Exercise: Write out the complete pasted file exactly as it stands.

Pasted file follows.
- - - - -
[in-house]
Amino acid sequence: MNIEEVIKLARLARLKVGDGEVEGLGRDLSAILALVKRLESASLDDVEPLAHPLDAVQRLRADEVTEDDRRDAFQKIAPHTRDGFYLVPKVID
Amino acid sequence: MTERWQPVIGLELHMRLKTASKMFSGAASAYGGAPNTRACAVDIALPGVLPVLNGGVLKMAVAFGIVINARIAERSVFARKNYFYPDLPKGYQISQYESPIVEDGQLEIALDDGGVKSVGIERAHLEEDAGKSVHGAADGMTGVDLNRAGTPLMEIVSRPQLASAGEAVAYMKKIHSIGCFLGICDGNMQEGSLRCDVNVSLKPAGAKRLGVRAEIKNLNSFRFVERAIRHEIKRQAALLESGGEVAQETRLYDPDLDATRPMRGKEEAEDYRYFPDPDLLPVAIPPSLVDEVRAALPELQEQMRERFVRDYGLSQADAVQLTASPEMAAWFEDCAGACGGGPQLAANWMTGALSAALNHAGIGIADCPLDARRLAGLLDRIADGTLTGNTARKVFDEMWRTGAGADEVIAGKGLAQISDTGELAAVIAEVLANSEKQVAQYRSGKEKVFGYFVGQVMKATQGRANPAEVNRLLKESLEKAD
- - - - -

[in-house]
Amino acid sequence: MNIEEVIKLARLARLKVGDGEVEGLGRDLSAILALVKRLESASLDDVEPLAHPLDAVQRLRADEVTEDDRRDAFQKIAPHTRDGFYLVPKVID
Amino acid sequence: MTERWQPVIGLELHMRLKTASKMFSGAASAYGGAPNTRACAVDIALPGVLPVLNGGVLKMAVAFGIVINARIAERSVFARKNYFYPDLPKGYQISQYESPIVEDGQLEIALDDGGVKSVGIERAHLEEDAGKSVHGAADGMTGVDLNRAGTPLMEIVSRPQLASAGEAVAYMKKIHSIGCFLGICDGNMQEGSLRCDVNVSLKPAGAKRLGVRAEIKNLNSFRFVERAIRHEIKRQAALLESGGEVAQETRLYDPDLDATRPMRGKEEAEDYRYFPDPDLLPVAIPPSLVDEVRAALPELQEQMRERFVRDYGLSQADAVQLTASPEMAAWFEDCAGACGGGPQLAANWMTGALSAALNHAGIGIADCPLDARRLAGLLDRIADGTLTGNTARKVFDEMWRTGAGADEVIAGKGLAQISDTGELAAVIAEVLANSEKQVAQYRSGKEKVFGYFVGQVMKATQGRANPAEVNRLLKESLEKAD